‘Baahubali’, India’s biggest film franchise, hot on Hollywood’s heels
Hyderabad: Dozens of animators work into the night in India’s southern city of Hyderabad, fuelled by caffeine and huddled over computer screens in a darkened studio to put the finishing touches on India’s biggest and most ambitious film.
The makers of Baahubali 2 hope its top-notch visual effects will wean Indian audiences from Hollywood blockbusters, enticing them with the magical kingdoms, rampaging armies and towering palaces of a homegrown fantasy epic.
“If art was easy, everybody would do it,” said Pete Draper, co-founder of Makuta VFX, which is stitching the film’s live-action scenes together with computer-generated imagery. “Every single shot has its own challenges. Working hours right now are crazy. We are finishing daily at 4 a.m.”
Agencies that closely track the box office say Baahubali 2 is the most highly awaited Indian film of the decade. But the competition for Spider-Man and other movie franchises from overseas isn’t coming from Bollywood.
When it opened in cinemas in 2015, dubbed versions of Baahubali: The Beginning, made in the Telugu language widely spoken in the states of Andhra Pradesh and Telangana, resonated with audiences nationwide.
It used computer-generated imagery to depict ancient kingdoms and bloody wars in a quintessentially Indian battle of good versus evil. Filmmaker S.S. Rajamouli aims to do even better when the next instalment is released on 28 April.
Inspired by Hollywood epics such as Ben Hur and The Ten Commandments when growing up, Rajamouli wanted to create a tentpole franchise that delivered a memorable movie experience.
But younger audiences were looking to Hollywood franchises such as The Fast and the Furious, and the superheroes of the Marvel and DC Comics universe for the big-screen thrills Indian cinema was unable to provide.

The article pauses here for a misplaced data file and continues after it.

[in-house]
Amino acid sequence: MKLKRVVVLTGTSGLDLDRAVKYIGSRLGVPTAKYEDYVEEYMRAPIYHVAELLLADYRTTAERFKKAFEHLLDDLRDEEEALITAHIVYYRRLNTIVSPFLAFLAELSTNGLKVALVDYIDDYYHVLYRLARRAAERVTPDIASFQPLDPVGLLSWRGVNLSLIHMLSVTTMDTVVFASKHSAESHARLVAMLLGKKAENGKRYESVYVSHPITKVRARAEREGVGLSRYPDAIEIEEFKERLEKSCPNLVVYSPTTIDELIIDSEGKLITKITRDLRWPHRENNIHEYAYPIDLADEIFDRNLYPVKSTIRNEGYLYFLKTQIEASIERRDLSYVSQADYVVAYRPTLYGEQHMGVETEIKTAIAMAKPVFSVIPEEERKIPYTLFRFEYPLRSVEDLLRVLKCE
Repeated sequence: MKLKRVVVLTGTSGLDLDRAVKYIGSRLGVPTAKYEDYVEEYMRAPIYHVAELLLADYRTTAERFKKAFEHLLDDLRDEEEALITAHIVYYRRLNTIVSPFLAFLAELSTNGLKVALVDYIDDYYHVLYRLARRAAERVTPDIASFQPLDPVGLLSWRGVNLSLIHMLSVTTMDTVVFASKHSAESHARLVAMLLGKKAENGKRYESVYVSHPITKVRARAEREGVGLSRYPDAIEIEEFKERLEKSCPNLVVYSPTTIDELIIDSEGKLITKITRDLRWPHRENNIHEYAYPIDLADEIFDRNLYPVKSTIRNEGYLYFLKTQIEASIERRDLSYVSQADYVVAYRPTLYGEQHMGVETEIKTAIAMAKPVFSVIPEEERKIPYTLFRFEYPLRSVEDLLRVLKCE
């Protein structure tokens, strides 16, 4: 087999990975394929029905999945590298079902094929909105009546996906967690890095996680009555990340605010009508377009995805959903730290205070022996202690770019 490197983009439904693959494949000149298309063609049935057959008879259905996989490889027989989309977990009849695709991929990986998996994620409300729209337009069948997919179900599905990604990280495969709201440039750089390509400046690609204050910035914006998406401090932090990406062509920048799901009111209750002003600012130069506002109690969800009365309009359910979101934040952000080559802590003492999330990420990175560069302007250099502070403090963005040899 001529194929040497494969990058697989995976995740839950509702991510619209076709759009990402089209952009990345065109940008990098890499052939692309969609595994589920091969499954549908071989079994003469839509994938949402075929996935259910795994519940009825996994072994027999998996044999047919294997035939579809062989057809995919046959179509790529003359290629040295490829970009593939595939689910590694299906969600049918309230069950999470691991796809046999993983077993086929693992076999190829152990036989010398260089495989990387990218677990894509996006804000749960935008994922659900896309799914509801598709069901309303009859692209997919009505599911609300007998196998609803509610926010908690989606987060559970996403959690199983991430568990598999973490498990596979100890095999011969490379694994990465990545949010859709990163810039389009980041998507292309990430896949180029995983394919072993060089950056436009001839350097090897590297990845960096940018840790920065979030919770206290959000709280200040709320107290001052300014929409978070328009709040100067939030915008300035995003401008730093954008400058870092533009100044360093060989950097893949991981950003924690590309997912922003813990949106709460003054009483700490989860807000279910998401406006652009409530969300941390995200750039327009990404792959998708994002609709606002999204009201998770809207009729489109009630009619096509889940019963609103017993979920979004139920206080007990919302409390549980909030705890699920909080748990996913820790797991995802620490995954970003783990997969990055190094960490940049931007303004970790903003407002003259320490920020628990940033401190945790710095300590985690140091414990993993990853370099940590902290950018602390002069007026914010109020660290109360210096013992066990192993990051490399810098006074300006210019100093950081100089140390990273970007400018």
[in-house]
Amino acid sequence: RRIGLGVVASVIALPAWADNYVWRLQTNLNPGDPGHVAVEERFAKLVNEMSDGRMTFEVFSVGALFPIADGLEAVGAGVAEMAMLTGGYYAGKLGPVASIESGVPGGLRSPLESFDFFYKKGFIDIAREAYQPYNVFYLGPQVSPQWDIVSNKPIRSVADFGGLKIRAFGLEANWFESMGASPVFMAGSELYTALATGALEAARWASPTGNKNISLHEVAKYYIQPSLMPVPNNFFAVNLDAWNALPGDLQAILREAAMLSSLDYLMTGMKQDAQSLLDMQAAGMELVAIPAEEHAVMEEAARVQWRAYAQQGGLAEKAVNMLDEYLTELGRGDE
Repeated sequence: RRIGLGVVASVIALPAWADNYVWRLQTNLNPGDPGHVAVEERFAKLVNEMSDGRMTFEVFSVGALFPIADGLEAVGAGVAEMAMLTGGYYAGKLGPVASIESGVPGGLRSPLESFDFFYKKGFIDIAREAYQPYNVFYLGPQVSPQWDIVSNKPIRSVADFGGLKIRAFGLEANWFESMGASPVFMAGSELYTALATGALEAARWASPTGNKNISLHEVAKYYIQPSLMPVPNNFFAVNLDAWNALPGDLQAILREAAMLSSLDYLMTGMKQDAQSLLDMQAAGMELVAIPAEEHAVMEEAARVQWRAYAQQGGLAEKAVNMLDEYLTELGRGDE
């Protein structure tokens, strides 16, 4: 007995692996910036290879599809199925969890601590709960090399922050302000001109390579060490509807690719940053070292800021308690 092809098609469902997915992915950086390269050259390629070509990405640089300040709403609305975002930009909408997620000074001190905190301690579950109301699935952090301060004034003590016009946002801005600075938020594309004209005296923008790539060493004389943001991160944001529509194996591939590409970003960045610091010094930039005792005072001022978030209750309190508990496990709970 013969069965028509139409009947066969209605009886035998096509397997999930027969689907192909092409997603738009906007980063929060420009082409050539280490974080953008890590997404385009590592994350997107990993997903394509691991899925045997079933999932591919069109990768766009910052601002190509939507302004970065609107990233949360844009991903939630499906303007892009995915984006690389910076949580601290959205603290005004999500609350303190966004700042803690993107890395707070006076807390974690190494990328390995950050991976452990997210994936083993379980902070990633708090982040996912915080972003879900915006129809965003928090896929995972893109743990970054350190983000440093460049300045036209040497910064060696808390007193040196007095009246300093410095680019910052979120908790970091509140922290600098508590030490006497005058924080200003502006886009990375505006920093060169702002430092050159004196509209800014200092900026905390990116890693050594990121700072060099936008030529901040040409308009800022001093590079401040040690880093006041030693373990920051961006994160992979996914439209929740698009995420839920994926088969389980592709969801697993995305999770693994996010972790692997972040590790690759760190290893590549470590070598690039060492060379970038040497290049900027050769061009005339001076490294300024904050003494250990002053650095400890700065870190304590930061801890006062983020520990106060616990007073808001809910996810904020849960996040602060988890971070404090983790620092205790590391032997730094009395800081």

“They have heavy budgets, they have huge star casts and huge studios backing them,” Rajamouli, 43, said in an interview in Hyderabad, his home city. “But if we make 10 percent of it in an Indian context, with our stories, our heroes and heroines ... we can easily compete.”
Visual effects head Draper was at the sprawling movie set every day of filming to make sure location shots and actors’ movements synchronised with CGI-enhanced rendering on screen.
By day, the half-built palace, an arena, the torso of a statue and a stone temple flanked by blue screens don’t look sufficiently formidable, so the team of nearly 80 animators has been given the task of fleshing out the heft and detail.
To keep down production costs on a budget of $67 million, work on the CGI-heavy movie was distributed among 35 studios across continents. “We didn’t have any studio backing us. Raising capital was a challenge,” said Prasad Devineni, one of the producers.
If all goes well, a record-breaking run for Baahubali 2 would be a wake-up call for Bollywood, where cinema attendance has halved from a decade ago. In 2016, Indian box-office collections fell to Rs9,900 crore ($1.5 billion), down from Rs10,100 crore a year earlier.
Bollywood, reliant on a tried-and-tested formula of romances and masala thrillers, has failed to develop its own big-ticket franchises, piggy-backing instead on Baahubali, with top producer Karan Johar marketing the movie in Hindi this month.
With a spinoff TV series, an animated offering for Amazon videostreaming, a comic book and a possible third film in the works, Baahubali could lure back Indian audiences. “It has shown us the way - how to market, build euphoria around it,” said Rajkumar Akella, India managing director at global box-office tracker comScore.
The makers always envisaged the film as a franchise, with many narratives branching off its storyline, to hook the maximum number of viewers later. “Our audiences might be watching English films, or Hollywood films, and getting used to them, but the blood doesn’t change, the DNA doesn’t change,” said Rajamouli. Reuters